Most adults sleep between seven and nine hours a night. It may seem a long time out of your day not to be studying, working, or having fun but these hours are essential to your health and wellbeing.
Sleeping well means you safeguard your entire system – body, mind, and spirit. It increases your levels of energy, helps you to think efficiently, and it improves your immune function, fighting – for example – the common cold. More importantly, a regular good night’s sleep protects your cardiovascular system, blood sugar levels, and propensity to stress leading to seriously disabling conditions such as heart attacks and strokes. So a good night’s rest is crucial for a whole range of health reasons. Unfortunately, there are certain sleep disorders that can negatively impact our ability to form or maintain healthy sleep patterns.
When we think of nightmares they are usually of the fear-based kind young children confront in their sleep – open as they are to new impressions and bewildering input throughout each day. Monsters and frightening spooks in the cupboard are paradoxically helpful: the children learn in time that monsters don’t exist and that they’ve conquered their fears – another road to self-confidence.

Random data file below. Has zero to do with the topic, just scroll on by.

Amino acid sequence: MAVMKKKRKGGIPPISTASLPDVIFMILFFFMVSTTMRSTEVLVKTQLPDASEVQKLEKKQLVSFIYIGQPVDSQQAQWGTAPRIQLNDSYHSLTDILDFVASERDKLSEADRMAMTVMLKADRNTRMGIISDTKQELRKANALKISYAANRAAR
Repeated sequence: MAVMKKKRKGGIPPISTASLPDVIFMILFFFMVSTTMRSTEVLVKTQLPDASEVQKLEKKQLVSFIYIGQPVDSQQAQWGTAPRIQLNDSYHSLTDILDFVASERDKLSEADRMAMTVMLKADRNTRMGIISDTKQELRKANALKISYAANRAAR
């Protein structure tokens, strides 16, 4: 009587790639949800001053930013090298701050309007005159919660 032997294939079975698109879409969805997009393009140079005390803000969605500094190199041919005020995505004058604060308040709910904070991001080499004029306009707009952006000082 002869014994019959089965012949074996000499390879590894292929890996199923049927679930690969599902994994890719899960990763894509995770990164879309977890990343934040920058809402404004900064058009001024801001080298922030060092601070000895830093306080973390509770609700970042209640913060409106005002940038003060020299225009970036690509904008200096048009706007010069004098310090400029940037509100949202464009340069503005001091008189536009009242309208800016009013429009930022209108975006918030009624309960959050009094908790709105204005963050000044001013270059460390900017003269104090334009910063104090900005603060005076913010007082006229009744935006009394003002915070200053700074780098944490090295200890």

But adults too experience nightmares. Usually appearing in the first hour or so, in the NREM phase of sleep, these are of a different nature, induced by serious reality. Post Traumatic Stress Disorder (PTSD) often lies behind persistent nightmares. Other mental health issues, such as depression and substance abuse, can cause sleep disorders. Schizophrenia in particular involves distortion of perception, delusions, and hallucinations, all of which make dreams more disturbing.
Too much alcohol, however initially relaxing, actually affects the quality of sleep – even to the point of insomnia. Prescribed sleeping tablets can affect the real benefit of sleep. Some of those drugs interfere with the circadian rhythm and prevent the sleeper reaching REM (rapid eye movement) and benefitting from the healing quality of deep sleep.
Recurring dreams are another aspect of the disorder spectrum, distressing when predictably unpleasant. If the conscious mind has not fully processed past emotional trauma, anger, grief, or fearful episodes, then the unconscious mind will keep working over it. It is as if that hidden world of the psyche is trying unsuccessfully to get the message through to consciousness. It will repeat and repeat if those powerful emotions are not released from their trapped state, usually in therapy.